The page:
You have probably read by now the tale of Sue Reid's appallingly misleading and woefully inaccurate story regarding births at a London hospital. Tim at Mailwatch offers a letter to Daily Mail readers while 5cc does an excellent demolition job, and Uponnothing says Paul Dacre must die.
Reid, of course, has previous. Back in 2007 she offered money to Polish people to break the law, so she could write a story about Polish people breaking the law. The knowledge that a journalist could stoop so low didn't stop newspapers from publishing her articles, of course. Perhaps it was with a teenager's 'meh' shrug or a thought of 'There but for the grace of God...' that potential publishers looked the other way and pretended they hadn't seen anything wrong. This isn't about Reid, though, and it would be wrong to demonise one journalist. It's not the writers who decide what goes in the paper - those decisions are made above their pay grade.
But it's not about the truth. Journalism, at the level of the tabloids and even the 'quality press' from time to time, is about finding a convincing 'line'. If you can find a way of portraying a version of the truth in which a London hospital is swamped by foreigners and no British mums are giving birth there, and that chimes in with a newspaper's record of reporting immigration as a scary, overwhelming thing that's out of control, then that will do. But is it true? I doubt anyone even asked. It doesn't matter.
It's not about the truth. It's about a version of the truth that you can stack up for a few paragraphs, maybe with a supporting quote from someone who'll definitely agree with you (and that tedious business of getting a 'response', yawn yawn, which might contradict your story altogether but which you shove right at the end in the hope your readers won't get that far and will be convinced that what you've told them is what's actually the case.) In the case of the Sue Reid story, the response from the hospital is, I'd have thought, rather more important than something that should be bolted on to the end. Because it kind of contradicts quite a lot of what has been previously stated as a fact.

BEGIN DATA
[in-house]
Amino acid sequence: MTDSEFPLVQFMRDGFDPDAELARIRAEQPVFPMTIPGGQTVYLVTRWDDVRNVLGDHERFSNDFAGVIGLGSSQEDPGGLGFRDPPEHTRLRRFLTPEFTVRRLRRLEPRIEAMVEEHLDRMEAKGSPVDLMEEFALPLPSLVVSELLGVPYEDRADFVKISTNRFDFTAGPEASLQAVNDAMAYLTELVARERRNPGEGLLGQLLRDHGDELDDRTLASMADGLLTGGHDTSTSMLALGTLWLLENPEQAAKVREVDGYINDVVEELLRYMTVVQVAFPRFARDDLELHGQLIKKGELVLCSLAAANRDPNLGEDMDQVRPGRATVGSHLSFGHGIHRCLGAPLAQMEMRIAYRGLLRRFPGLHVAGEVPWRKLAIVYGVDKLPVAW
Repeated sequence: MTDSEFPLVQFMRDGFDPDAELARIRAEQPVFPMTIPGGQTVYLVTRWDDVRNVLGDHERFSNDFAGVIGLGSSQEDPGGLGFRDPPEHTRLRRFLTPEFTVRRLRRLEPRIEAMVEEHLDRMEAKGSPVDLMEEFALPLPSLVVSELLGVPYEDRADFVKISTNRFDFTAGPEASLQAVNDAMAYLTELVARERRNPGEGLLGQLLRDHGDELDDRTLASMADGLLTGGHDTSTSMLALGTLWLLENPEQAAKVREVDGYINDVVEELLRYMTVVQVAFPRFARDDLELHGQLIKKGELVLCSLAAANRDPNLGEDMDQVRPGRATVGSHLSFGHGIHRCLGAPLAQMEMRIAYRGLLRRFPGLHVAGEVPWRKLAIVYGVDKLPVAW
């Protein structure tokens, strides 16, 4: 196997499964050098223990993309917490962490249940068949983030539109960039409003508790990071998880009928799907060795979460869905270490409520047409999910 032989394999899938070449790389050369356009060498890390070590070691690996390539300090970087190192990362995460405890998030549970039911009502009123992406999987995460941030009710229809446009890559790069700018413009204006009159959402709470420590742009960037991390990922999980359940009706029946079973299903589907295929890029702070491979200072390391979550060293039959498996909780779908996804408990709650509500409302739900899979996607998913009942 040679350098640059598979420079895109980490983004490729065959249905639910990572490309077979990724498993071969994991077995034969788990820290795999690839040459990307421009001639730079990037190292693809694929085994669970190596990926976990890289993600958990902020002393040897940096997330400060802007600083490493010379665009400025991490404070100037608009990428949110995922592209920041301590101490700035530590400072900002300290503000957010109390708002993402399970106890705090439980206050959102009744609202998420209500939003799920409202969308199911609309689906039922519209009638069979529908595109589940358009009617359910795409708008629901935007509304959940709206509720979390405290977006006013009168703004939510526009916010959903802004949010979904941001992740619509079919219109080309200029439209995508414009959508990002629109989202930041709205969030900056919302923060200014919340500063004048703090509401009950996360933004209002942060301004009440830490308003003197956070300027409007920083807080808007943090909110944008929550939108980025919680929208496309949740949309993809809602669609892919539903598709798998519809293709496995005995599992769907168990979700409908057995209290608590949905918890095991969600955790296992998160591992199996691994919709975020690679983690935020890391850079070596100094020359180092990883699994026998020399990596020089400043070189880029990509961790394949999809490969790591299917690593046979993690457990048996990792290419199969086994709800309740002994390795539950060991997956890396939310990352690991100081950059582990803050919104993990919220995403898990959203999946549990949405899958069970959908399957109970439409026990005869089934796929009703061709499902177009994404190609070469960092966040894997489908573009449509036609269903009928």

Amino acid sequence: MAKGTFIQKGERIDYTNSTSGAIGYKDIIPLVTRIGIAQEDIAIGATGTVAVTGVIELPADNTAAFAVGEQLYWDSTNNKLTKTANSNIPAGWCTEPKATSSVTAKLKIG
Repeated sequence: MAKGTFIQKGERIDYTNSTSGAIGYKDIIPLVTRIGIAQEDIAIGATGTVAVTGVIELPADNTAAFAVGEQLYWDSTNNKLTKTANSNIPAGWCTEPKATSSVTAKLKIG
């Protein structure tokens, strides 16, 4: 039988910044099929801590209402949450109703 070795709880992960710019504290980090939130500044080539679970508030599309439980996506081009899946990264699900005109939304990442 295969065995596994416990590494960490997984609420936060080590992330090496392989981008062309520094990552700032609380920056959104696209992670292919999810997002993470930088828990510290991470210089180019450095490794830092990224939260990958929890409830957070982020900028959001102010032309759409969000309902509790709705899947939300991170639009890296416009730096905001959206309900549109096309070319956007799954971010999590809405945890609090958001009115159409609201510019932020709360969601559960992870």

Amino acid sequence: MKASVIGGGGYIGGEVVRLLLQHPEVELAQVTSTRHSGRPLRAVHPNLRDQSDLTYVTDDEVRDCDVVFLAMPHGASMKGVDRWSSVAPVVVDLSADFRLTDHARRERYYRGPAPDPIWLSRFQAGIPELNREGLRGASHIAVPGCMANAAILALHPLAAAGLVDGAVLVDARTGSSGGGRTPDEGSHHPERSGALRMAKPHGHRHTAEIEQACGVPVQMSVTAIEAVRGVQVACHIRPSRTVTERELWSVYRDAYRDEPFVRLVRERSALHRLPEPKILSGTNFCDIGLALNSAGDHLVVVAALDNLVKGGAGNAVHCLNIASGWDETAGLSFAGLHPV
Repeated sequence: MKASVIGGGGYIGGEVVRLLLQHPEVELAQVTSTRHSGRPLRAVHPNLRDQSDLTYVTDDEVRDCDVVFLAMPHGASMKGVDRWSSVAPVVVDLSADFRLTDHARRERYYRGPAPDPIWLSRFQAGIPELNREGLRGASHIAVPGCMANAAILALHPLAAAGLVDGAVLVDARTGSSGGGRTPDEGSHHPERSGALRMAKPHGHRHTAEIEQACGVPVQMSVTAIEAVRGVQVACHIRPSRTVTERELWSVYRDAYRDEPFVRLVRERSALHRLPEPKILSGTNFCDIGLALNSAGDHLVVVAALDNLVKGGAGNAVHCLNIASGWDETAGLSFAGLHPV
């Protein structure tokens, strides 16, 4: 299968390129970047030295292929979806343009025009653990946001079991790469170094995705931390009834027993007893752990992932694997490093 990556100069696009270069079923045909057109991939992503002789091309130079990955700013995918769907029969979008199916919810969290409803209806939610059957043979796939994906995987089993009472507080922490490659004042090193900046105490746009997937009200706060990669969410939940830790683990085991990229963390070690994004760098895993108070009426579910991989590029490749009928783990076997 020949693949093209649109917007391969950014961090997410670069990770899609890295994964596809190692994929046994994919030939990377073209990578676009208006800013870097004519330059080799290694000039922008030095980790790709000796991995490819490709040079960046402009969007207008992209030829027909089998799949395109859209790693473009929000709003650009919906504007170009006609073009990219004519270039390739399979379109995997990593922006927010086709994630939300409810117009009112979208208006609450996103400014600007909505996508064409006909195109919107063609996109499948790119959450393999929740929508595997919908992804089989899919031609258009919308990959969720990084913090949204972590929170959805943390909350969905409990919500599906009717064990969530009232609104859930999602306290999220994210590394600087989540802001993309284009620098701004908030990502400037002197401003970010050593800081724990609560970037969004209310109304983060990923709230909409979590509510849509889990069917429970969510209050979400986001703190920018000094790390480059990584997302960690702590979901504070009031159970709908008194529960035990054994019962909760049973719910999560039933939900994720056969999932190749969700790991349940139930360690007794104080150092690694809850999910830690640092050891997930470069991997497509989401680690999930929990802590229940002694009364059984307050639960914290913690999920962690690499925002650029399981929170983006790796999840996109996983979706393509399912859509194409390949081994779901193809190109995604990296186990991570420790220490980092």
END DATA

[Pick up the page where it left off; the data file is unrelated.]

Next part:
But no. It's not about the truth, or balance, or fairness, or accuracy. It's not about representing things as accurately as you can. It's about dancing around all of that to make your line as impactful as possible. Yes, you must try to get a response from people about whom you tell a pack of lies, so they've had a 'right of reply' - and if it appears to torpedo what you've written so far? Ah well. Just bung it on at the end and leave everything you've written intact.
It's never about the truth, and it's not quite about fiction. It's about painting the ghost-train so it scares you the most. It's about representing a version of reality in which your worst fears come true - in the case of the Daily Mail, it would appear to have decided that its readers' worst fears consist of immigrants and foreign people. I don't know what that says about Mail readers - I'm not so sure the readers are really that venomous, despite what you reader underneath stories sometimes - or about the paper itself.
If we assume that it's not trying to tell the truth - a simple FOI request to find out numbers would have provided more accuracy as would listening to what the hospital had to say and putting it in context rather than shoving it at the end of the story - then what is it trying to do? Is it trying to mislead, or scare, or enrage, or what? I think the answer might be that it is trying to tap into people's fears. In the case of its readers, it assumes they are afraid of foreigners and immigrants and so creates a world in which foreigners and immigrants are taking over, everyone is powerless to stop it because of the spectral PC Brigade, and guess who's paying?
I think it also assumes they're afraid of cancer, women having jobs, gay people adopting, technology, the internet, socialism, taxes and a whole host of bogeymen - though foreigners and immigration are pretty high up the list. I don't know if it's right, but I think that's what it's trying to do. If you like, you can look at the Mail as a kind of voluntary participation in Room 101 - all the things you fear are in there. Maybe people read it for the same reason they step into the ghost train or ride the rollercoaster or watch a horror movie - you can be confronted with your fears, and see them off, and then return to normal life. That is, if you understand you're being misled and suspending your disbelief.
What if people really believe it? What then?